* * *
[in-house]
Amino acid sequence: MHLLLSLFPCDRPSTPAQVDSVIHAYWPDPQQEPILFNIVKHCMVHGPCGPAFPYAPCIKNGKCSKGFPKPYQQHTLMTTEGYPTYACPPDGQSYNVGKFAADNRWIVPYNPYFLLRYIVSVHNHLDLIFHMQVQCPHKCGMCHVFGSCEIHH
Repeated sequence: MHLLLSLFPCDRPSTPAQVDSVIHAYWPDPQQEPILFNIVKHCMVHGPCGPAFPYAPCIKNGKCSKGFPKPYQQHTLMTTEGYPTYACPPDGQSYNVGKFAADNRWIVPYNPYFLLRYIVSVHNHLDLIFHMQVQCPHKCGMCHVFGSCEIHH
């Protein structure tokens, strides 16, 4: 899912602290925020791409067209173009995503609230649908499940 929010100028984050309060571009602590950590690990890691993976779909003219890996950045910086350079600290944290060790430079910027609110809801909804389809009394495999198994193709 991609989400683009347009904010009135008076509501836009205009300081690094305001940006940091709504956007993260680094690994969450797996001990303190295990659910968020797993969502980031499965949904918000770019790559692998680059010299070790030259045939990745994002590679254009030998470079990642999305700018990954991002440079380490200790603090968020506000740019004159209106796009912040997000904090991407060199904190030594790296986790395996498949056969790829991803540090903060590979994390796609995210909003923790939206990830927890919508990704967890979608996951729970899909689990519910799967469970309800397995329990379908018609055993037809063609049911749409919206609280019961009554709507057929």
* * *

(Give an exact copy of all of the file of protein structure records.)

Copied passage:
[in-house]
Amino acid sequence: MHLLLSLFPCDRPSTPAQVDSVIHAYWPDPQQEPILFNIVKHCMVHGPCGPAFPYAPCIKNGKCSKGFPKPYQQHTLMTTEGYPTYACPPDGQSYNVGKFAADNRWIVPYNPYFLLRYIVSVHNHLDLIFHMQVQCPHKCGMCHVFGSCEIHH
Repeated sequence: MHLLLSLFPCDRPSTPAQVDSVIHAYWPDPQQEPILFNIVKHCMVHGPCGPAFPYAPCIKNGKCSKGFPKPYQQHTLMTTEGYPTYACPPDGQSYNVGKFAADNRWIVPYNPYFLLRYIVSVHNHLDLIFHMQVQCPHKCGMCHVFGSCEIHH
């Protein structure tokens, strides 16, 4: 899912602290925020791409067209173009995503609230649908499940 929010100028984050309060571009602590950590690990890691993976779909003219890996950045910086350079600290944290060790430079910027609110809801909804389809009394495999198994193709 991609989400683009347009904010009135008076509501836009205009300081690094305001940006940091709504956007993260680094690994969450797996001990303190295990659910968020797993969502980031499965949904918000770019790559692998680059010299070790030259045939990745994002590679254009030998470079990642999305700018990954991002440079380490200790603090968020506000740019004159209106796009912040997000904090991407060199904190030594790296986790395996498949056969790829991803540090903060590979994390796609995210909003923790939206990830927890919508990704967890979608996951729970899909689990519910799967469970309800397995329990379908018609055993037809063609049911749409919206609280019961009554709507057929």